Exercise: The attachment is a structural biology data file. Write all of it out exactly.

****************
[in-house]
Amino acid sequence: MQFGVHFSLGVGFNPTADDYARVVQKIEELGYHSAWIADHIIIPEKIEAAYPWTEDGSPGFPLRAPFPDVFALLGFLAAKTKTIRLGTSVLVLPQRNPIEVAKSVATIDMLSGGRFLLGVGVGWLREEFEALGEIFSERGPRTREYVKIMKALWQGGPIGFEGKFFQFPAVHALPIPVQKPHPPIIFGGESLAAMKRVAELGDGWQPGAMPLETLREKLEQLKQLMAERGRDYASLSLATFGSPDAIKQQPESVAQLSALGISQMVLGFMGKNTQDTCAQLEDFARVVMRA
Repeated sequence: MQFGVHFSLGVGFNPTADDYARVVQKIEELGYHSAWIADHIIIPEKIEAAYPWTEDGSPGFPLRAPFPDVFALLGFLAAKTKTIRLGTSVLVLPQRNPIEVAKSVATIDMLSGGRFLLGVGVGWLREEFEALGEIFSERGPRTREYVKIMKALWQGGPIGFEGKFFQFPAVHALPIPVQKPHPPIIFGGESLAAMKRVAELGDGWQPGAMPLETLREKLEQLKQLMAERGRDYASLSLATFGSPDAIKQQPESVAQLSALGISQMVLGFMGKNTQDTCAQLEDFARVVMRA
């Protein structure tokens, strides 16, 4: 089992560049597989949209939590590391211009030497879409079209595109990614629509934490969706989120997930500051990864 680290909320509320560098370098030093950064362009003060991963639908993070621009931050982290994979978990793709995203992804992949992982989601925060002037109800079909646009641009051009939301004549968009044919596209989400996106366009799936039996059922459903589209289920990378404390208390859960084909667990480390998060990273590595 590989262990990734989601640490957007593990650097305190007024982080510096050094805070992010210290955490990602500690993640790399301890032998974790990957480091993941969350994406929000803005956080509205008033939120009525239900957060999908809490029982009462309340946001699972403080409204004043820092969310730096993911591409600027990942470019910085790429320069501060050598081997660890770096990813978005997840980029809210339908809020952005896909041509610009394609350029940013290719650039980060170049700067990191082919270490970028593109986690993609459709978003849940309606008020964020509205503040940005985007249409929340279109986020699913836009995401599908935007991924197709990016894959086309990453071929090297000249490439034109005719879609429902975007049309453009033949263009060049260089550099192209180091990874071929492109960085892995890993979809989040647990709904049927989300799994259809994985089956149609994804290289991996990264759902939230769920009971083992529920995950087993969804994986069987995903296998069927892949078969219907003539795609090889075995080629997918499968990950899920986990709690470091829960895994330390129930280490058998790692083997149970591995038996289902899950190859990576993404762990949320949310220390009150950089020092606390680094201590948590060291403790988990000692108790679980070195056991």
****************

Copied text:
[in-house]
Amino acid sequence: MQFGVHFSLGVGFNPTADDYARVVQKIEELGYHSAWIADHIIIPEKIEAAYPWTEDGSPGFPLRAPFPDVFALLGFLAAKTKTIRLGTSVLVLPQRNPIEVAKSVATIDMLSGGRFLLGVGVGWLREEFEALGEIFSERGPRTREYVKIMKALWQGGPIGFEGKFFQFPAVHALPIPVQKPHPPIIFGGESLAAMKRVAELGDGWQPGAMPLETLREKLEQLKQLMAERGRDYASLSLATFGSPDAIKQQPESVAQLSALGISQMVLGFMGKNTQDTCAQLEDFARVVMRA
Repeated sequence: MQFGVHFSLGVGFNPTADDYARVVQKIEELGYHSAWIADHIIIPEKIEAAYPWTEDGSPGFPLRAPFPDVFALLGFLAAKTKTIRLGTSVLVLPQRNPIEVAKSVATIDMLSGGRFLLGVGVGWLREEFEALGEIFSERGPRTREYVKIMKALWQGGPIGFEGKFFQFPAVHALPIPVQKPHPPIIFGGESLAAMKRVAELGDGWQPGAMPLETLREKLEQLKQLMAERGRDYASLSLATFGSPDAIKQQPESVAQLSALGISQMVLGFMGKNTQDTCAQLEDFARVVMRA
């Protein structure tokens, strides 16, 4: 089992560049597989949209939590590391211009030497879409079209595109990614629509934490969706989120997930500051990864 680290909320509320560098370098030093950064362009003060991963639908993070621009931050982290994979978990793709995203992804992949992982989601925060002037109800079909646009641009051009939301004549968009044919596209989400996106366009799936039996059922459903589209289920990378404390208390859960084909667990480390998060990273590595 590989262990990734989601640490957007593990650097305190007024982080510096050094805070992010210290955490990602500690993640790399301890032998974790990957480091993941969350994406929000803005956080509205008033939120009525239900957060999908809490029982009462309340946001699972403080409204004043820092969310730096993911591409600027990942470019910085790429320069501060050598081997660890770096990813978005997840980029809210339908809020952005896909041509610009394609350029940013290719650039980060170049700067990191082919270490970028593109986690993609459709978003849940309606008020964020509205503040940005985007249409929340279109986020699913836009995401599908935007991924197709990016894959086309990453071929090297000249490439034109005719879609429902975007049309453009033949263009060049260089550099192209180091990874071929492109960085892995890993979809989040647990709904049927989300799994259809994985089956149609994804290289991996990264759902939230769920009971083992529920995950087993969804994986069987995903296998069927892949078969219907003539795609090889075995080629997918499968990950899920986990709690470091829960895994330390129930280490058998790692083997149970591995038996289902899950190859990576993404762990949320949310220390009150950089020092606390680094201590948590060291403790988990000692108790679980070195056991």